8 Best Business Gadgets of the Year
1. Apple iPad Air2. Beam3. Apple iPhone 5S4. Google Chromebook Pixel5. Sony Smartwatch 26. Leap Motion7. Verizon 4G LTE Broadband Router With Voice8. HP OfficeJet Pro X576dw MFP
What were the real game-changers in 2013? I reviewed the biggest tech debuts of the year looking for the ones that stood out as remarkable advancements in technology. Here are my picks. If you haven't checked out these devices yet, you should.--John Brandon
I'm typing this on an iPad Air, and it's remarkably fast--especially when it comes to doing real work. The new iOS 7 interface is fluid and intuitive. In my backpack, the Air takes up little room (it's only .29-inches thin) and feels very light at just 1 pound. I now forgo a laptop on business trips and use an M-Edge keyboard cover with the Air. I usually type documents in Pages, which is now free.
I tested a Beam recently at a business expo and found the device to be extremely helpful. Tooling around the show floor from the comfort of my own office, I "met" with several tech companies and even had them show me demos. You control the robot using a Mac or Windows computer and it glides across the floor with a 17" LCD screen to display your image. The best part? The company says it will likely start renting them at trade shows--good thing because they cost $16,000 to buy.
Apple had me at "fingerprint reader" this year because it means the gadget juggernaut is finally taking security more seriously. Say what you will about whether it always works, the reader is a good deterrent. The 5S is surprisingly fast when you're running key apps like Evernote, Skype, and the now-free productivity apps from Apple like Keynote and Numbers. But my real reason for picking the 5S is this: for any startup, the iPhone 5S gives you access to the most cutting-edge apps that often debut first on iPhone.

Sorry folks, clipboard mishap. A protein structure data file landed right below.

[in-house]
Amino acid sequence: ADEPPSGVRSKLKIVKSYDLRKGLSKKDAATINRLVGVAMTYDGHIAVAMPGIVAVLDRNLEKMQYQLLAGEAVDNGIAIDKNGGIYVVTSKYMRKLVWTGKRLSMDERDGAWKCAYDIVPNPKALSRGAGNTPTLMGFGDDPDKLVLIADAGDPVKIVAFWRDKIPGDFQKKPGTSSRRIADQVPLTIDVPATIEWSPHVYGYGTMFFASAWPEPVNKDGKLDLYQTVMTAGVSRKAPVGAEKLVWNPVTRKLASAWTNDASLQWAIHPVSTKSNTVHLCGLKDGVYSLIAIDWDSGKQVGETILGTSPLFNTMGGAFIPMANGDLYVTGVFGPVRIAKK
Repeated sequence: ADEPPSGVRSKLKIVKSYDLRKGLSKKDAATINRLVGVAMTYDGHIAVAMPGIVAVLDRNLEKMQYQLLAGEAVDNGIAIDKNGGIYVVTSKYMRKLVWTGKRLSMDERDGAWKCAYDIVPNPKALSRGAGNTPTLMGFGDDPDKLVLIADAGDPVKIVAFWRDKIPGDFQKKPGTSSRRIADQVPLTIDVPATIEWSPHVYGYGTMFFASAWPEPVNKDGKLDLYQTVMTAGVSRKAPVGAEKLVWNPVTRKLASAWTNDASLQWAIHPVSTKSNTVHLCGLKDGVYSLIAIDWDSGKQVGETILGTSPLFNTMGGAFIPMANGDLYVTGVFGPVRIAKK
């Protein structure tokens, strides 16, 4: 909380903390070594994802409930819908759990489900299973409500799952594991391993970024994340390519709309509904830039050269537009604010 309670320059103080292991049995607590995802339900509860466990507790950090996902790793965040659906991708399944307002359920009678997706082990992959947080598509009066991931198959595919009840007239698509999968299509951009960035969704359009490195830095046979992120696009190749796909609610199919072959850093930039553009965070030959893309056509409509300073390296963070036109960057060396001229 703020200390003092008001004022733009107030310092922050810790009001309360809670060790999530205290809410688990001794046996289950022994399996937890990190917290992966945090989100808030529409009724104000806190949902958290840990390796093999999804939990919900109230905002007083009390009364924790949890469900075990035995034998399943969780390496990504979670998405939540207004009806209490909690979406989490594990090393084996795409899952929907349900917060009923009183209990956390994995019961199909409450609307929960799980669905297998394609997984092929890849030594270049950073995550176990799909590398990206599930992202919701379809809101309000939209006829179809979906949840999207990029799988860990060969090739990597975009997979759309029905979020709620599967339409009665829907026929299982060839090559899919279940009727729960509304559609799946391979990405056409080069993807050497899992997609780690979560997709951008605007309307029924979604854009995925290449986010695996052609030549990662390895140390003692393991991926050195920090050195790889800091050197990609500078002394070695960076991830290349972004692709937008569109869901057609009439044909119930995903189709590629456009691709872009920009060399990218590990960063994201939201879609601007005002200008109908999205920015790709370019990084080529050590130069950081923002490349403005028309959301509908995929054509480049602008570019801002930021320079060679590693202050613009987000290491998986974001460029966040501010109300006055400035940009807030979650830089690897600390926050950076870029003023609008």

My most controversial pick this year, this laptop does not run Mac or Windows software at all. In fact, it doesn't even run software. The Chrome OS only runs Web apps. But the Pixel is a good fit for a startup. The keyboard is one of the best I've used. It's amazingly fast--not only to boot-up quickly at a meeting (in seconds) but in connecting to a built-in 4G connection. You get free GoGo Inflight credits and free Web storage. But my favorite feature is simply the overall design: slim, light, and well-constructed.
That's right, I've warmed up to this smartwatch, a sequel to the model I reviewed in the magazine in the April 2012 issue. Why is it better than the Pebble and the Samsung Galaxy Gear? For starters, it has a color screen and runs a few powerful apps similar to the Gear including one for Evernote. It lasts about four to five days on a charge, which is much longer than the Galaxy Gear at just two days. Plus, the watch lets you do more than just see incoming calls and texts like the Pebble. You can run apps for finding directions on the watch itself or even track your morning run.
I first wrote about gesture interfaces way back in 2011. Back then, it took a room full of sensors, a glove, and some Hollywood magic to make gestures into reality. The Leap Motion, released this past summer, costs only $80 and lets you draw, paint, swipe, and grab using only your hands. The setup is ultra-simple and the device is a hair bigger than a deck of cards. It could be a great addition to your product and sales demos.
Mi-Fi devices--those small hotspot devices you can use at an airport--have been around for a while. And, Wi-Fi routers are ubiquitous in business. I've even seen routers that can share a cellular data connection. But none of them have been so simple and beneficial to small business as this 4G router from Verizon. You can plug network drives, printers, and desktops into the available Ethernet ports, create a Wi-Fi network, and connect at blazing speeds to the Internet with one product that's easy to set up.
This last item on my picks for the year is big and expensive--but also well worth the investment. The OfficeJet Pro X is rated as the fastest printer on the planet, pumping out 500 color documents in just over seven minutes (or about 70 pages per minute). Up to 15 users can connect over your network, and HP says new ink technology cuts the price of consumables in half. It's a time- and money-saver.
Read more: 6 Big Tech Debuts to Watch in 2014